South Bronx United Alumni Gnim Bazim and Kevin Achundia stand with Executive Director Andrew So (center).

Gnim Bazim and SBU Alumnus Kevin Achundia with Executive Director Andrew So (center).

Executive Director Andrew So followed with remarks on South Bronx United’s progress over the last year and the organization’s goals for expansion and improving outcomes for South Bronx and immigrant youth.  He shared, “On the one hand, I hope that South Bronx United will be able to grow from serving 800 boys and girls to serving thousands.  On the other hand, we need to go from a 94% college enrollment rate among our SBU Academy alumni to a 94% college graduation rate.”

South Bronx and immigrant youth face immense challenges growing up.  Yet, South Bronx United has a proven track record for making a difference in the lives of these young student-athletes.   One of these youth, Gnim Bazim, shared his story through a video presentation produced by Amanda Berg and then made a speech that captivated the room.

Gnim Bazim presenting his speech.

Gnim Bazim presenting his speech.

At three years old, Gnim immigrated to the Bronx from Togo with his parents and sister. Gnim says, “Besides the challenges we faced as a family, as I became older I started to realize the broader adversities in our community.  The reality is that my neighborhood where I grew up in the Bronx has been and is defined by a cycle of poor education, poverty, and violence.”

Gnim enrolled in the SBU program at 12 years old and would grow to become a SBU Youth Council member, and SBU 97 Strikers team captain.  He is now a high school junior at Mercersburg Academy, a Pennsylvania boarding school, where he attends on a scholarship.  Says Gnim, “I would never have expected to be considered a leader and role model to my peers all around me, whether on the soccer field or in the classroom in the Bronx or at a school in Pennsylvania.  I have come a long way, and when I look back, I can simply say that South Bronx United is the reason why.”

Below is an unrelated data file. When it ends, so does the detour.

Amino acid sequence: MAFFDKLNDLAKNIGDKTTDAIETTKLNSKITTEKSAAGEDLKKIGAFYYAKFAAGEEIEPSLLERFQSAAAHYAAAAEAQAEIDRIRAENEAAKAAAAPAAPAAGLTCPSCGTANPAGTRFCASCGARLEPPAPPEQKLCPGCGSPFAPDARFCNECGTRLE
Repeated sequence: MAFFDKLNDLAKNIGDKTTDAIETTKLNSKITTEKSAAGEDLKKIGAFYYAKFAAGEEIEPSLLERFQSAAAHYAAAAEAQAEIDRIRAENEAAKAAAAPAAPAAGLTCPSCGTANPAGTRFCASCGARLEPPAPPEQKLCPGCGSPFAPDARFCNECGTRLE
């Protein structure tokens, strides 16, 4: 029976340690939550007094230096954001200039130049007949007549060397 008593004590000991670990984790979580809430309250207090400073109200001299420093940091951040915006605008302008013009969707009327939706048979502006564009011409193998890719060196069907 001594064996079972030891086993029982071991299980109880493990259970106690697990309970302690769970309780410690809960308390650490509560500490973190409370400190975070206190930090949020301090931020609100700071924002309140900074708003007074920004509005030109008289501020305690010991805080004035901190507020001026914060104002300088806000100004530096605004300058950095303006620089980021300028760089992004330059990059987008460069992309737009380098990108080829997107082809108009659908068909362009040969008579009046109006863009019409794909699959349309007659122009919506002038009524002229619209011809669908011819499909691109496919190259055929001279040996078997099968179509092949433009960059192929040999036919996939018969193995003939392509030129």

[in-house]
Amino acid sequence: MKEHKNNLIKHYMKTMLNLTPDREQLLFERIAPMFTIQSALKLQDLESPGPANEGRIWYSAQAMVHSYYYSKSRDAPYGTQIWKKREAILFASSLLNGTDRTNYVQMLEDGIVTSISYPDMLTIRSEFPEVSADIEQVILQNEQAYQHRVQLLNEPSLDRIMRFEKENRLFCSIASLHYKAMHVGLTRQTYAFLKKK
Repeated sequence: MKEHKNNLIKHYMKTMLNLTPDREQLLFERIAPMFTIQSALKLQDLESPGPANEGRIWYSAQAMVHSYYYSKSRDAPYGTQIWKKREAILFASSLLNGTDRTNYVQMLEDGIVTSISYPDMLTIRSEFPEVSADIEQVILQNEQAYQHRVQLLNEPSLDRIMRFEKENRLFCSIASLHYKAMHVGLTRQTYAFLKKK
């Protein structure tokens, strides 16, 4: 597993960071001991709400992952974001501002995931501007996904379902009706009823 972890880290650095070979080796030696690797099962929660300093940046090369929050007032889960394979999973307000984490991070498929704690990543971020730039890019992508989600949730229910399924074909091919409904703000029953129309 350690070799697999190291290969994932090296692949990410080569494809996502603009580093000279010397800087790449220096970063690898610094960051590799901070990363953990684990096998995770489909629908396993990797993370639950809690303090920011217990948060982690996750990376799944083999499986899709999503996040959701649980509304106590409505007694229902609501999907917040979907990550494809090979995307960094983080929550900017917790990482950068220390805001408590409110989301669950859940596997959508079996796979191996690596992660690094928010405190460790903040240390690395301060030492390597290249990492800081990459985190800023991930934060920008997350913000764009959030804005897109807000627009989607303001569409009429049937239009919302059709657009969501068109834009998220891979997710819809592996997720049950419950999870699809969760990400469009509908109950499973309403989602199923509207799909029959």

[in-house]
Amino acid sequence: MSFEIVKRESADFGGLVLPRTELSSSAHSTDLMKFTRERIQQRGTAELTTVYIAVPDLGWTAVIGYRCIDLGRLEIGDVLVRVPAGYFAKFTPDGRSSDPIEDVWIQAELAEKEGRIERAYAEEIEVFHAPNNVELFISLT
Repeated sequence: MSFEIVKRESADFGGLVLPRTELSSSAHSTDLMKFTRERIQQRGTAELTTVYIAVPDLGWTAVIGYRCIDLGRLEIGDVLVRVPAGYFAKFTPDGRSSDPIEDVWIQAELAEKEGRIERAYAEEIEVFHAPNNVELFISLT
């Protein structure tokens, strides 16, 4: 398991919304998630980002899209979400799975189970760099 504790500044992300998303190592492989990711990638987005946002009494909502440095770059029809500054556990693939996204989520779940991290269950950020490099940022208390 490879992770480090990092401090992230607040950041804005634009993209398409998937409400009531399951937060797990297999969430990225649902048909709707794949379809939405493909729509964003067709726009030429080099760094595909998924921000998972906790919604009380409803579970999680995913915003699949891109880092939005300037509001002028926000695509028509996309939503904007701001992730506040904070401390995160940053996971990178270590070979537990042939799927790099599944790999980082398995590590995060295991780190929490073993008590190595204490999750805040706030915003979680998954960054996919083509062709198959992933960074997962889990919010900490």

Guests bid on auction items.

Guests bid on auction items.

Throughout the evening’s program, guests could also be found dining on Dos Toros burritos or sipping on drinks provided by The Bronx Brewery, Tanteo Tequila, and Hudson Whiskey.  Other sponsors included Two Sigma Investments, Barclays Capital, DDB,InterFysio, and Growth Through Sport.  An auction and raffle featured items donated from various companies and institutions including New York City FC, the New York Yankees, the FC Bayern Munich Fan Club of NYC, Relish Caterers, and the Late Show with Stephen Colbert.

South Bronx United has served the community youth since 2009.  Starting from a group of 15 boys, the organization has grown to work with over 800 boys and girls through a myriad of programs that help the youth build character, teamwork, and leadership so that they can succeed in high school, careers, their communities and beyond. The success of the benefit will help South Bronx United continue to promote educational achievement, health and wellness, and character development through activities on and off the soccer field, and to unite a diverse group of individuals and an incredibly diverse community toward common positive goals.

For more information on South Bronx United, please visit www.southbronxunited.org or call (718) 404-9281.

View photos from the SBU 5th Annual Benefit.

Photos by Hakim Kabbaj

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South Bronx United 5th Annual Benefit on November 12th

FB banner Annual Benefit

BRONX, NY – Over 250 guests are expected to attend South Bronx United’s 5th Annual Benefit at the Midtown Loft and Terrace (267 Fifth Avenue) in Manhattan on November 12th.  The event raises funds for South Bronx United’s youth programing that serves 850 boys and girls each year.  The organization offers programming in the classroom and on the soccer field focused on the needs and interests of immigrant and at-risk youth, including academic enrichment, college prep, mentoring, leadership development, immigration legal services, and soccer.